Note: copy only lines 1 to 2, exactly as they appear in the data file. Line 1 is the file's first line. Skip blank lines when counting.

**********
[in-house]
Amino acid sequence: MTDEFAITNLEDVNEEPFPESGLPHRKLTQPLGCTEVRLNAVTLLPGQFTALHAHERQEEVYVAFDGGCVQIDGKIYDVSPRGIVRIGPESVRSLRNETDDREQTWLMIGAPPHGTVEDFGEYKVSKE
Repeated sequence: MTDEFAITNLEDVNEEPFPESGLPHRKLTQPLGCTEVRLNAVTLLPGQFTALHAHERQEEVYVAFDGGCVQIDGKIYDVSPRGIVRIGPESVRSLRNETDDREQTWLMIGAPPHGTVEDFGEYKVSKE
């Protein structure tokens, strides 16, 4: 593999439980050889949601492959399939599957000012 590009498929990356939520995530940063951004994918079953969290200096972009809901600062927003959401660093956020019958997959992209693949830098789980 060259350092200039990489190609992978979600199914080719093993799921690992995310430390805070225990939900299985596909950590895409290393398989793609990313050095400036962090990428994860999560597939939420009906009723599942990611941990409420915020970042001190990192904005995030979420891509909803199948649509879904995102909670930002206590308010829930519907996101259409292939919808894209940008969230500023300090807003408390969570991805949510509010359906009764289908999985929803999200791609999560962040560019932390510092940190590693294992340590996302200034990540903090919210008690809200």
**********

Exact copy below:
[in-house]
Amino acid sequence: MTDEFAITNLEDVNEEPFPESGLPHRKLTQPLGCTEVRLNAVTLLPGQFTALHAHERQEEVYVAFDGGCVQIDGKIYDVSPRGIVRIGPESVRSLRNETDDREQTWLMIGAPPHGTVEDFGEYKVSKE